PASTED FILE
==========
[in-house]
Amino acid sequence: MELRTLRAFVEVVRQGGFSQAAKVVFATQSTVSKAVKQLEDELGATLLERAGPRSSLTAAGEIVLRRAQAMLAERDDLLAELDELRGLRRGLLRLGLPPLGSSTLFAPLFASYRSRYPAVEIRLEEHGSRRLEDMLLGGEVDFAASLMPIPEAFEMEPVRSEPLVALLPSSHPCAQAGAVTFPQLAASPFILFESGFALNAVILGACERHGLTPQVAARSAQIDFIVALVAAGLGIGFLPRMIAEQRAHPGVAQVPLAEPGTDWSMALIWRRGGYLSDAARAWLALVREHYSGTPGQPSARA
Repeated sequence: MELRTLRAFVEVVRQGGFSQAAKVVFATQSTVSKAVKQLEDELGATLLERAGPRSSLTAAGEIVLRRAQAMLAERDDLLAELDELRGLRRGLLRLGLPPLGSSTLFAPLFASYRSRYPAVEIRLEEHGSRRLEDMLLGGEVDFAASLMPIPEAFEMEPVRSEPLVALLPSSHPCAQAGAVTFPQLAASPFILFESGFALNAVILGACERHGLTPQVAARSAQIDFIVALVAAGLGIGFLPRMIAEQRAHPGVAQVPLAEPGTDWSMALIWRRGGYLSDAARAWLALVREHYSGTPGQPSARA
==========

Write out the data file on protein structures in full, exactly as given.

[in-house]
Amino acid sequence: MELRTLRAFVEVVRQGGFSQAAKVVFATQSTVSKAVKQLEDELGATLLERAGPRSSLTAAGEIVLRRAQAMLAERDDLLAELDELRGLRRGLLRLGLPPLGSSTLFAPLFASYRSRYPAVEIRLEEHGSRRLEDMLLGGEVDFAASLMPIPEAFEMEPVRSEPLVALLPSSHPCAQAGAVTFPQLAASPFILFESGFALNAVILGACERHGLTPQVAARSAQIDFIVALVAAGLGIGFLPRMIAEQRAHPGVAQVPLAEPGTDWSMALIWRRGGYLSDAARAWLALVREHYSGTPGQPSARA
Repeated sequence: MELRTLRAFVEVVRQGGFSQAAKVVFATQSTVSKAVKQLEDELGATLLERAGPRSSLTAAGEIVLRRAQAMLAERDDLLAELDELRGLRRGLLRLGLPPLGSSTLFAPLFASYRSRYPAVEIRLEEHGSRRLEDMLLGGEVDFAASLMPIPEAFEMEPVRSEPLVALLPSSHPCAQAGAVTFPQLAASPFILFESGFALNAVILGACERHGLTPQVAARSAQIDFIVALVAAGLGIGFLPRMIAEQRAHPGVAQVPLAEPGTDWSMALIWRRGGYLSDAARAWLALVREHYSGTPGQPSARA